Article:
Kraft targets Indian growth

24 November 2011

NEW DELHI: Kraft, the food group, will continue to invest "aggressively" in India, having already enjoyed considerable sales growth after boosting its spend on marketing and innovation.

"We see India as a core part of the global snacking company. It will be a critical focus area and a very significant contributor to our overall growth. Our ambition is to be one of the top five food and beverage companies here," said Irene Rosenfeld, Kraft's CEO, according to DNA India.

To achieve this, Kraft has increased its investment in India – covering disciplines like advertising, R&D and merchandising – by 70% since its 2010 acquisition of Cadbury, which had a very strong local presence.

Oreo and Tang have been among its most high-profile launches in the country, and it has also placed considerable emphasis on Dairy Milk, acquired as part of the takeover of Cadbury.

Kraft's Indian sales over 2011 to date have grown by 40%, and Rosenfeld suggested categories such as chocolate, biscuits and, "over time", candy all still represent a "big opportunity" going forward.

"The growth rate we have seen since the acquisition are well in excess of the legacy of Cadbury, primarily because we have chosen to invest in a number of critical areas, be it sales, marketing, point of sale [or] point of buying," she said. "We will continue to invest in India aggressively."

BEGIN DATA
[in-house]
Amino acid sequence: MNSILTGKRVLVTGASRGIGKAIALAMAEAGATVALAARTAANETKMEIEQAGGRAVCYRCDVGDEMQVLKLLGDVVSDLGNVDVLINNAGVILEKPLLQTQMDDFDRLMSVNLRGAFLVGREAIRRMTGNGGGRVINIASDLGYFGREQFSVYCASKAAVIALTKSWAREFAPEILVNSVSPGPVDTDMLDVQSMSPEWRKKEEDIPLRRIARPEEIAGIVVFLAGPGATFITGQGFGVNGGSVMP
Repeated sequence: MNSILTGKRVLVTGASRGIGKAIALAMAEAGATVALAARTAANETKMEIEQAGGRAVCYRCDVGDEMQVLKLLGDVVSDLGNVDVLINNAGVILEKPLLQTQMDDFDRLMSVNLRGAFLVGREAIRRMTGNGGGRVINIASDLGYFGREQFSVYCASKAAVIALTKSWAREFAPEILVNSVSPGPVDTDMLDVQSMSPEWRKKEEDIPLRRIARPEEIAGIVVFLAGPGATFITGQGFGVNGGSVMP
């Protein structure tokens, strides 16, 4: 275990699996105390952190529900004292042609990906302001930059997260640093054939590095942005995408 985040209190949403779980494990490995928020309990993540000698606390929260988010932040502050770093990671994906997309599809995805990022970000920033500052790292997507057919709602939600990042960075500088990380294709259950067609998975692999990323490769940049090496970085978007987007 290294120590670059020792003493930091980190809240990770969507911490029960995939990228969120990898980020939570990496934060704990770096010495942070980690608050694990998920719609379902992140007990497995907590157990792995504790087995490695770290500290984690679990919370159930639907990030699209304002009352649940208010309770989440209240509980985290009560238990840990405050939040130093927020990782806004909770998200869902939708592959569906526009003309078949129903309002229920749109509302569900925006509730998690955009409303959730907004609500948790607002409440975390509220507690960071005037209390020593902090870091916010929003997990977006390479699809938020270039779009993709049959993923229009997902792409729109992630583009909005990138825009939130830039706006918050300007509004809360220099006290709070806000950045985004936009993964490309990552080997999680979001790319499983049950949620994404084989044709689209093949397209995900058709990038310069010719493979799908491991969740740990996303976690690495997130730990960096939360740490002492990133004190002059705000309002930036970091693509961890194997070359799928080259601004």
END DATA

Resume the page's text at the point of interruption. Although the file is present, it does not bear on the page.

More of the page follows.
Alongside attempts to stimulate organic growth, Kraft is open to making acquisitions in India, as is the case with most large emerging markets, according to Rosenfeld.

The US operator also sees potential in rolling out its major global brands, although this is a secondary priority. Instead, Kraft is currently concentrating on the range of its goods that is already available.

"Over time we will get more brands," Rosenfeld said "But there is so much untapped opportunity for our base businesses, we will look to focus on that first."

Developing products specifically for the Indian market is another objective, as shown by the introduction of Perk, a chocolate bar with a starting price of just five rupees.

"The launch of Perk in India has been a terrific success for us and has taught us a lot about how to address the needs our lower-income consumers with the same quality product that we are selling as we look higher up on the pyramid," said Rosenfeld.

Data sourced from DNA India; additional content by Warc staff